2 incumbents, challenger competing for two Parkland seats

CHAMPAIGN — Two longtime incumbents and a challenger making his second try at the office have filed petitions for the Parkland College Board of Trustees.

Incumbents James Ayers and Tom Bennett, along with Sam McGrew, a retired school superintendent and former state legislator, are competing for two seats on the Parkland board in the April 9 election. All three filed candidate petitions before the Dec. 26 deadline, according to the Parkland board office.

Board members have six-year staggered terms.

McGrew, of Champaign, ran unsuccessfully for a Parkland board seat in 2011, when seven people competed for two seats.

He is a retired school superintendent and served five terms in the Illinois House of Representatives from 1973 to 1983, including two terms as chairman of the Higher Education Committee. He was also legislative chairman of the Illinois Association of School Administrators and chaired the regional Education for Employment system cooperative while a superintendent.

Ayers, first elected in 1989, is running for a fifth term. The former mayor of Monticello, Ayers is CEO of family-owned Central Illinois Manufacturing Co. in Bement and is an attorney in Monticello. He has served as Parkland's board chairman and just completed a term as president of the Illinois Community College Trustees Association.

Bennett, the current board chairman, joined the board in 1995 and is seeking a fourth term. A former high school science teacher, he is an IT systems service manager at State Farm Insurance Companies in Bloomington. He lives in Gibson City.

Bennett finished second in a five-way primary race last spring for the redrawn 106th House District seat north of Champaign County, losing to Josh Harms of Watseka, who was elected in November.

Bennett is past chairman of the national Association of Community College Trustees and also headed the Illinois Community College Trustees Association. He's served on local school boards, was vice president of the Corn Belt Division of the Illinois School Board Association and was president of the Gibson City-Melvin-Sibley Education Foundation.

Ayers said a decline in state funding continues to be the biggest challenge facing Parkland. The college has kept its property-tax rate fairly stable, but students have borne the brunt of the impact through higher tuition rates, he said.

Parkland gets just over $19.5 million in local tax revenue, about $6.4 million from the state and almost $29.4 million from student tuition and fees. Its total operating budget is about $57 million.

Parkland's enrollment is down 5 to 6 percent from fall 2011, according to figures provided by the college, with 9,643 students and a full-time-equivalent enrollment of 6,012.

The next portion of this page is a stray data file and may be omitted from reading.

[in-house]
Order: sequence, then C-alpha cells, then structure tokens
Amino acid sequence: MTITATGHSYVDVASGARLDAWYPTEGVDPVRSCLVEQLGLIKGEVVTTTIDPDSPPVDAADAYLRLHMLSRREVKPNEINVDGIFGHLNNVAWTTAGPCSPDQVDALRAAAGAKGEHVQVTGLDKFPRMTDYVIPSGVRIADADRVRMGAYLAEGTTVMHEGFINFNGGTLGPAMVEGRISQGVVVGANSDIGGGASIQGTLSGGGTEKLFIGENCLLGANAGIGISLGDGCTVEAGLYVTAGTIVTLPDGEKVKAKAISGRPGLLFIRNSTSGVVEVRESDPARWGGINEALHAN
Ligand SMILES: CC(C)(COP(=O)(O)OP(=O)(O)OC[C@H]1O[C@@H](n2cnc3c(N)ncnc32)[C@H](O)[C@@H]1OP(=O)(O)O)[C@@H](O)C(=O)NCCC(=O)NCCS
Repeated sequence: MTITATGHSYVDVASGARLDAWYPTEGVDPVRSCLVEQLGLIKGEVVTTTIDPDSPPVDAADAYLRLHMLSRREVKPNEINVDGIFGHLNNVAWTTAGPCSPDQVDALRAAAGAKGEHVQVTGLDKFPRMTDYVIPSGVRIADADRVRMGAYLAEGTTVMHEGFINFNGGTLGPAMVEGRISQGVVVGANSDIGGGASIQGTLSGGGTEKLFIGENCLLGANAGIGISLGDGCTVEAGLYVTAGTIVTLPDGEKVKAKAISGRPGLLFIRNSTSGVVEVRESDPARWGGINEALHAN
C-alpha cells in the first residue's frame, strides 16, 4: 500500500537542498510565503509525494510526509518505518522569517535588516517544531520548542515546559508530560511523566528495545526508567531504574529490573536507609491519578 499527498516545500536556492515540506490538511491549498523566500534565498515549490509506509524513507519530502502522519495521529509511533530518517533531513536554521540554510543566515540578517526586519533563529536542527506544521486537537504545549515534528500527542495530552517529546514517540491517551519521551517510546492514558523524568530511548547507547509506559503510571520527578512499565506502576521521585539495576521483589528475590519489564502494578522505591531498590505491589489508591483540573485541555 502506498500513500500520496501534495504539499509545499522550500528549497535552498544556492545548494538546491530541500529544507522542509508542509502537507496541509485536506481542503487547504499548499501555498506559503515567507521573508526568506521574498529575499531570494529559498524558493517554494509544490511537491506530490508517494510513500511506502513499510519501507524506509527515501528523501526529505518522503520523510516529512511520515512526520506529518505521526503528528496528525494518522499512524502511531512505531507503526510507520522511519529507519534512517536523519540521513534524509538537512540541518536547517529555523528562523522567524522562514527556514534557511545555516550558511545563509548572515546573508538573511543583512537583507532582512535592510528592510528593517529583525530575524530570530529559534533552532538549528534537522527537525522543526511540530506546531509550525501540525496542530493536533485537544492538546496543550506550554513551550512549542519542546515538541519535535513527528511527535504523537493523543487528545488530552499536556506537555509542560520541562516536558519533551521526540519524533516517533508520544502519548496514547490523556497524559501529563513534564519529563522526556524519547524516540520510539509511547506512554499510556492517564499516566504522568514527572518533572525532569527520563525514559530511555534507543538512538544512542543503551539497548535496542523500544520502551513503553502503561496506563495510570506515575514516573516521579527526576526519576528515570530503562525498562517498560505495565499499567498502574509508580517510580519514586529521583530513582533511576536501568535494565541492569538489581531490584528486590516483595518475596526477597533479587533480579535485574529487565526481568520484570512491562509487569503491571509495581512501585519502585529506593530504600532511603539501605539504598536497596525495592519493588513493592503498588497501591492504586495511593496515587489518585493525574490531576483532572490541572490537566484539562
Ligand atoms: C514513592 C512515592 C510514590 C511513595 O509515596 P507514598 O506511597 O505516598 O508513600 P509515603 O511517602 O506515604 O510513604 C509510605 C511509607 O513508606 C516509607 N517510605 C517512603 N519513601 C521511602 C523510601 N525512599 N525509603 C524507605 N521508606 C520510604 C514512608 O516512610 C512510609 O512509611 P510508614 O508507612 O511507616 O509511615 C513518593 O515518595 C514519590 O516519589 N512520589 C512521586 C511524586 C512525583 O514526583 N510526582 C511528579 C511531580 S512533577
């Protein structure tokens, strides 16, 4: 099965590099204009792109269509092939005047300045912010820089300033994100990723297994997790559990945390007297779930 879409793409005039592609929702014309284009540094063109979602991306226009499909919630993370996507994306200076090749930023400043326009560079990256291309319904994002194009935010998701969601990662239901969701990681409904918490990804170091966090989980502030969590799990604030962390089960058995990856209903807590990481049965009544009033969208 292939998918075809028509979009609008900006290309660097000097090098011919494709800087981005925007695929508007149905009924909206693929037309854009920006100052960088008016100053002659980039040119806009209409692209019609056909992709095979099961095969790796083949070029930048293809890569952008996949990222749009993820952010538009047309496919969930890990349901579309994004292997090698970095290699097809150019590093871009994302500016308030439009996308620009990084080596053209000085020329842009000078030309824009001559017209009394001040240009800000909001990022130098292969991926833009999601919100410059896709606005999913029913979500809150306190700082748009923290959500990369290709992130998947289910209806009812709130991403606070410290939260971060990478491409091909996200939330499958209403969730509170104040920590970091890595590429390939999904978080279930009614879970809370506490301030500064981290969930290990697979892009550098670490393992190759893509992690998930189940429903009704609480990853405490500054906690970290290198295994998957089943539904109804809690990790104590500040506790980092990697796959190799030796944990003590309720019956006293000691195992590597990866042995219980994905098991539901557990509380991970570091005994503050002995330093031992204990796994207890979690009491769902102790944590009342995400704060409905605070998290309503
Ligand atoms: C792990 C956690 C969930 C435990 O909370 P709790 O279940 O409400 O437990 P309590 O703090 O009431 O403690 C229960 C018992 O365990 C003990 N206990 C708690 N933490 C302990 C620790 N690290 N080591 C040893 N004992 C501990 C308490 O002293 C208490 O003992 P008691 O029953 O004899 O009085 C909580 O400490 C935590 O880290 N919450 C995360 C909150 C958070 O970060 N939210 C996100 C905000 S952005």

Ayers said he had hoped the state's pension problems would be resolved in the lame-duck session that ended last week.

"I'm concerned that many of the legislators are more preoccupied with getting re-elected than solving the state's problems," Ayers said.

He said the district is prepared to absorb some pension costs for its employees that are now paid by the state, as House Speaker Michael Madigan and others have pushed. Several years ago the college began increasing its fund balance as a "rainy day fund" to cover potential pension costs. The fund now exceeds $25 million, he said.

McGrew said schools and community colleges also have to guard against late-career raises designed to boost pension benefits, which "just hurts the system that much more."

McGrew worked as a superintendent in three school districts, including Fisher from 1993 to 2001. He spent five years as chairman of the Education for Employment region, coordinating vocational education efforts by local schools with Parkland. He continues to work for the organization part-time. He also worked with Parkland to develop dual-credit courses that would allow high school students to earn college credit.

"I would try to make sure that Parkland is that much more accessible for all the students of the region," McGrew said. "Obviously, I've spent my whole life dealing with children and young adults, and I think I have a great deal to offer."

McGrew said he would bring a "fresh face" and a different perspective to the board.

Ayers said he has enjoyed his association with Parkland and believes greater opportunities lie ahead.

He noted that the college has completed about half of its long-awaited $93 million master-plan upgrade, the biggest expansion in the college's history. The Parkhill Applied Technology Center is complete, and the $28 million Student Services Center is set to open in 2014. It will be a "true one-stop shop," Ayers said, with a student lounge, bookstore, advising offices and more.

"People are going to know where the (college's) front door is and be able to find the services they need. They won't need breadcrumbs to lead them back to the parking lot," Ayers said. "It's just going to be an amazing improvement."

Parkland received $34 million from the state toward the master-plan improvements, he said. Architects are planning the next project, a fine and applied arts addition, which will house sculptural arts programs, a "black box" theater for rehearsals and more.

Bennett said the board has worked hard to improve Parkland's agricultural facilities and technology programs, and "there's much more to do. I'm excited about where we're going."

He said Parkland is recognized nationally for several programs and he wants to see it continue to grow. He also hopes to improve student access, noting that many Parkland students are the first in their families to attend college.

"You really feel like you can help individuals get that step up to where they can better themselves," he said.

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